Wall Street skidded lower Thursday as investors grappled with concerns about the strength of consumer spending and the overall economy after downbeat comments from J.C. Penney Co. and Wells Fargo & Co.
Investors soured on retailers and banks, while falling oil prices hurt shares of energy companies.
Wall Street is concerned about rising gas prices. Although oil has come off the highs seen last week, prices remain elevated and could crimp consumer spending as the all-important holiday shopping season approaches.
“The J.C. Penney comments in terms of their guidance have sort of put another nail in retail. The assumption is the consumer has given up,” said Charlie Smith, chief investment officer at Fort Pitt Capital Group in Pittsburgh. “Three-dollar to $3.20 a gallon gas and house prices falling at 5 percent a year is really a double-whammy the consumer can’t overcome.”
Wells Fargo president and chief executive John Stumpf said the housing market is seeing its steepest decline since the Great Depression. The bank has boosted its loss provisions in recent quarters to cover increasing defaults on mortgages and home-equity products. Still, the company has been able to avoid big writedowns that other banks have faced because it has little exposure to some complex financial instruments such as mortgage-backed securities that have recently soured.
Investors also reacted to a Barron’s report late Wednesday that a General Electric Asset Management bond fund has suffered losses in mortgage-backed securities. The General Electric Co. unit is offering investors the option to redeem their holdings in the short-term institutional bond fund at 96 cents on the dollar. The losses in the bond fund raised concerns that the squeeze on credit markets could spread and hurt small investors.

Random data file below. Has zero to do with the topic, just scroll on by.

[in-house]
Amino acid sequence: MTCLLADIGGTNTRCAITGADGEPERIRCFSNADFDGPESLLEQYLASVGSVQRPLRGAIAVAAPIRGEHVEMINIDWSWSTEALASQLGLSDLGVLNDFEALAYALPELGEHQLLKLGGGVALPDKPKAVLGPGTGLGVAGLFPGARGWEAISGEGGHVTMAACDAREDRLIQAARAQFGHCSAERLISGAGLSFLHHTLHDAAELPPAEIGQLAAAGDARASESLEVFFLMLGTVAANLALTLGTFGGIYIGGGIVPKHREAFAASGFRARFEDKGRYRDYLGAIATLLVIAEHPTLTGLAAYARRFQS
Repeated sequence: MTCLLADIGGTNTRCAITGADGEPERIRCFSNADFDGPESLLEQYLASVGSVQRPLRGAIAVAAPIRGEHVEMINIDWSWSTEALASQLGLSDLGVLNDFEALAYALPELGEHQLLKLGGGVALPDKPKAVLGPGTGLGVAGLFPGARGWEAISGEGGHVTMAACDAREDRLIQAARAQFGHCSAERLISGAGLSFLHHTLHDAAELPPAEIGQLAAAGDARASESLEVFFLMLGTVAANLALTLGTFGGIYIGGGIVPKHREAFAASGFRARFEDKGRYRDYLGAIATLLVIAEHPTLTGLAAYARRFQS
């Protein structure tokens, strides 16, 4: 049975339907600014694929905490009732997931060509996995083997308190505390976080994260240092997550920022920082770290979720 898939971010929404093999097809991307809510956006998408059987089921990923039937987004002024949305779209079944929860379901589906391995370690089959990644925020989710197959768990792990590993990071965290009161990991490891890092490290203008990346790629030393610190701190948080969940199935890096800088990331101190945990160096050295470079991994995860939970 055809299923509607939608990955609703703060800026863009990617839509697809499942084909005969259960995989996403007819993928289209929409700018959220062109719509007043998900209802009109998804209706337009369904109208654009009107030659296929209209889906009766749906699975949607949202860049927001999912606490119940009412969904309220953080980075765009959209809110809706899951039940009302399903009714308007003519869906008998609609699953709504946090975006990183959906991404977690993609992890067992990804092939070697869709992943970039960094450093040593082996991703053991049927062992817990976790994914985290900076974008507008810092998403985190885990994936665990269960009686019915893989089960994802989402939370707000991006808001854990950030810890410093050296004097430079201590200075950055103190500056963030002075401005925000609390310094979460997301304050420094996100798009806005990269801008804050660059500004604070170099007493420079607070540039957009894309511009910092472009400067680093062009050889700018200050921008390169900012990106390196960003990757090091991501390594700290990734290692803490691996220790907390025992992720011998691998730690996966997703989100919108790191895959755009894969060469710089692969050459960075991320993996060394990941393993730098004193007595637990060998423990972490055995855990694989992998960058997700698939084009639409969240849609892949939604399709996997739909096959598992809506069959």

Barclays Group said its Barclays Capital investment unit became the latest financial institution to book a writedown on losses stemming from turbulent credit markets. The business took a $2.7 billion charge in the third quarter but the also said Thursday its profit beat last year’s strong performance.
The Dow Jones industrial average fell 120.96, or 0.91 percent, to 13,110.05.
Broader stock indicators also declined. The Standard & Poor’s 500 index fell 19.43, or 1.32 percent, to 1,451.15. The Nasdaq composite index fell 25.81, or 0.98 percent, to 2,618.51.
Government bond prices rose. The yield on the 10-year Treasury note, which moves opposite its price, slid to 4.16 percent from 4.25 percent late Wednesday.
Oil prices slipped on the New York Mercantile Exchange, where a barrel of light, sweet crude fell 66 cents to settle at $93.43 after domestic crude oil and gasoline inventories rose more than expected last week and OPEC forecast fourth-quarter demand for oil would be less than expected. Gold prices fell as the dollar strengthened.
In economic news, the Labor Department said Thursday its Consumer Price Index rose 0.3 percent in October on high energy and foods costs, in line with September’s increase and analysts’ forecast.
Robert A. Dye, senior economist at PNC Financial Services Group, is concerned that readings on consumer prices and Wednesday’s report on producer prices indicate the economy could start to feel pressure in coming months from higher energy costs as well as a weakening dollar.
“This number tells us that we might be concerned that the Fed might not have the leeway we thought it had a few months ago to ease the fed funds rate,” he said, referring to the CPI report and the Fed’s efforts to keep inflation in check.
Investors were troubled by corporate news. J.C. Penney reported a 9 percent drop in fiscal third-quarter profit on weak sales and cut its fourth-quarter outlook, indicating that housing market problems are taking a toll on shoppers, as well. J.C. Penney fell $2.40, or 5.1 percent, to $44.33.
Wells Fargo fell $1.28, or 3.9 percent, to $31.97. Among other financial companies, Citigroup Inc. fell $1.46, or 4.1 percent, to $34.58, while Lehman Brothers Inc. fell $2.48, or 3.8 percent, to $62.97.
Barclays Group fell 88 cents, or 2 percent, to $43.
Exxon Mobil Corp. fell $1.82, or 2.1 percent, to $84.49, while other energy companies also lost ground. ConocoPhillips fell $1.33 to $78.04.
GE fell 70 cents to $38.31.
Ralcorp Holdings Inc., a maker of private-label cereals, said it will buy Kraft Food Inc.’s Post cereals division for $1.65 billion plus $950 mllion in debt.
Kraft fell 61 cents to $32.37, and Ralcorp rose $5.77, or 10.4 percent, to $61.24.
Declining issues outnumbered advancers by more than 3 to 1 on the New York Stock Exchange, where volume came to 1.47 billion shares compared with 1.56 billion shares traded Wednesday.
The Russell 2000 index of smaller companies fell 10.87, or 1.39 percent, to 771.60.
Major stock indexes overseas slumped. Britain’s FTSE 100 declined 1.13 percent, Germany’s DAX index fell 1.49 percent, while France’s CAC-40 shed 0.93 percent.
Japan’s Nikkei stock average closed down 0.67 percent and Hong Kong’s Hang Seng index fell 1.42 percent.